This is a comparatively thick fabric that goes through waterproofing treatments to make it suitable for outdoor use. However, it’s also thick enough that it blocks most light from getting into the tent. Further, the overhangs that help keep the rain away from the windows block even more light from getting into the higher areas.
All of this means that lighting is a real issue in most roof tents, and you shouldn’t expect a well-lit environment unless you actively improve it. The good news is that manufacturers are aware of this and often take steps to help mitigate the darkness.
For Smittybilt’s Overlander tent, you can expect to find an LED strip for the inside of the tent that provides modest lighting. We particularly like the bulb choice here because LEDs are energy-efficient enough to last extended periods with minimal battery drain.
Some other manufacturers include flashlights, handheld lamps, or similar options. Roof top tents may even have a hook or velcro strap where you can attach the light so it illuminates as much of the tent as possible.
How warm are rooftop tents?
While rooftop tents are generally weather-resistant, they are not especially well-insulted. Three-season tents are best in 40-70 degree weather, while summer tents work best in 50-70 degree weather.
To put it another way, you’re going to need some warm sleeping bags or at least some kind of personal space heater if you want to maintain a comfortable temperature at night.
There are a few ways to get warmer if that’s what you want to do. First, you can enhance the bedding layer of your tent with something insulating, such as a thick blanket or a mattress pad. Second, you can hang other types of insulation up to cover the walls. This is rarely perfect, but it should make a noticeable difference.
Do not try to sleep in a roof top tent during the winter unless you are an experienced outdoor camper and have the appropriate gear, such as cold-weather sleeping bags, the right clothing, and excellent space heaters. Most tents, including Smittybilt’s Overlander, are not intended for winter use and will not keep you safe if it’s too cold.
(If you really want to camp in winter, check out this guide.)
Insulation is a particularly good choice if you buy a space heater to go with your tent. Otherwise, you’ll be radiating heat away all night, and that wastes a lot of energy. Camping in colder environments requires a lot of care, but it is possible.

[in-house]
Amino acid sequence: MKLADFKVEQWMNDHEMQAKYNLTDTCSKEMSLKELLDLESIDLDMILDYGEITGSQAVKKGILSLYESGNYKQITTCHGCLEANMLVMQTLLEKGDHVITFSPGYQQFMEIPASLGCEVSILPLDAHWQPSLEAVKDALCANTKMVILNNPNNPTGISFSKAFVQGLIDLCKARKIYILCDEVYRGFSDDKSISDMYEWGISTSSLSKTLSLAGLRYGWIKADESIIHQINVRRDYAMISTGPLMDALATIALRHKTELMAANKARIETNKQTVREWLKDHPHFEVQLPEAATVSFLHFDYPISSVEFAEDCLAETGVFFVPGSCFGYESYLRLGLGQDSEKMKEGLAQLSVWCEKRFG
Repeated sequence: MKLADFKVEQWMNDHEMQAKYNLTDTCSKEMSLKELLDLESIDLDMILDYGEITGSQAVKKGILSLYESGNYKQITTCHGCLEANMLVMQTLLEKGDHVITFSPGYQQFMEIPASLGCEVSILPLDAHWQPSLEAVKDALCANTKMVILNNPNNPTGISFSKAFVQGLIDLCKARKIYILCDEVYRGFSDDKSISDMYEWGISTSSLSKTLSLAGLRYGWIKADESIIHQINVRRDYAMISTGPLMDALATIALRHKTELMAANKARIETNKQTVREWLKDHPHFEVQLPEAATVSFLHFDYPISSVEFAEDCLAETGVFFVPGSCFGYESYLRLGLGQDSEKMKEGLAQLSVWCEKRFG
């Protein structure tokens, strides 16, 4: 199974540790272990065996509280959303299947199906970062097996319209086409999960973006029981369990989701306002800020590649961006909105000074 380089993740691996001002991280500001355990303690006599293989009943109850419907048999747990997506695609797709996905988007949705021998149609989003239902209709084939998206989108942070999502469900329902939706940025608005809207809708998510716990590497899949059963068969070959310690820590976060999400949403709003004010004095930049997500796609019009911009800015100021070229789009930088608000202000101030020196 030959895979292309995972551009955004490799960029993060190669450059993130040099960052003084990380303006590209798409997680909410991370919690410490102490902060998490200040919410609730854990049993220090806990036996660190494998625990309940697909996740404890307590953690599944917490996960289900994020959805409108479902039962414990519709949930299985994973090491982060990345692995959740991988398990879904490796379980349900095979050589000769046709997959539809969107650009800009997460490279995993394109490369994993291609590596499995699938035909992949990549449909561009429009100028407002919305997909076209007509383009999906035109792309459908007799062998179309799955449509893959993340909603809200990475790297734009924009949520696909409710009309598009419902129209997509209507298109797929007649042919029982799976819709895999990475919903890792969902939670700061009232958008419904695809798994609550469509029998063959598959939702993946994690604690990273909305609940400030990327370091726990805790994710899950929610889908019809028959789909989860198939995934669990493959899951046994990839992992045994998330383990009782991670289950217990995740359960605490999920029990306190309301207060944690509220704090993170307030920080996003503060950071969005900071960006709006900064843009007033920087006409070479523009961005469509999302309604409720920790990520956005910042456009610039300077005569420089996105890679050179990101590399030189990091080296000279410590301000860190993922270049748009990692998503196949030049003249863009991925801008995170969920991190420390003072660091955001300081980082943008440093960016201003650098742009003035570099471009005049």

Warmer areas don’t need to worry about this nearly as much. If the outside air remains at a comfortable temperature, then a good sleeping bag is all you need to enjoy the night.
How good are rooftop tents’ mattresses?
Most rooftop tents have relatively modest mattresses, usually 2-3 inches of foam or a similar material. They don’t like squeezing the mattress too much because you can’t let it inflate for a day before using it, and this is actually a significant part of the closed size of the tent.
In our experience, the first four inches of a mattress have the greatest impact on overall comfort. We’ve slept on the difference between a 2-inch pad and a 4-inch pad over an extremely firm base, and it’s almost impossible to overstate how big the difference is.
This is why we recommend bringing an additional mattress topper if space permits, regardless of which tent you buy. Alternatively, consider buying an extremely plush, high-quality sleeping bag. These will make roof top camping, and therefore your entire trip, considerably better.
How long does it take to set up a roof top tent?
Manufacturers would like you to believe that you can set up a roof top tent just by unfolding it and you’ll be ready to climb in and relax. That’s an exaggeration, but not by much.
Realistically, you can expect all of the setup for an average tent to take about five minutes. This includes unlocking things, pulling it open, connecting the rainfly, and generally preparing it for proper use. While this isn’t instant, it’s still significantly faster than most traditional tents, and having someone else helping can make it go even faster.
Putting it back down is usually a more involved process. Most experienced campers can do this in about 15 minutes, but amateurs may take up to twice as long. Consider practicing with your tent a few times before you go on your trip to be sure there are no last-minute surprises when you want to close it down and head out for the day.
This timetable does not include moving accessories up or down. That doesn’t usually take too long, but it is a bit of added time that you should account for when planning your day.
The Smittybilt Overlander is an excellent roof top tent for most people. It’s affordable and comes with several attractive features that set it apart from competitors, including numerous accessibility options and enhanced durability to ensure extended use.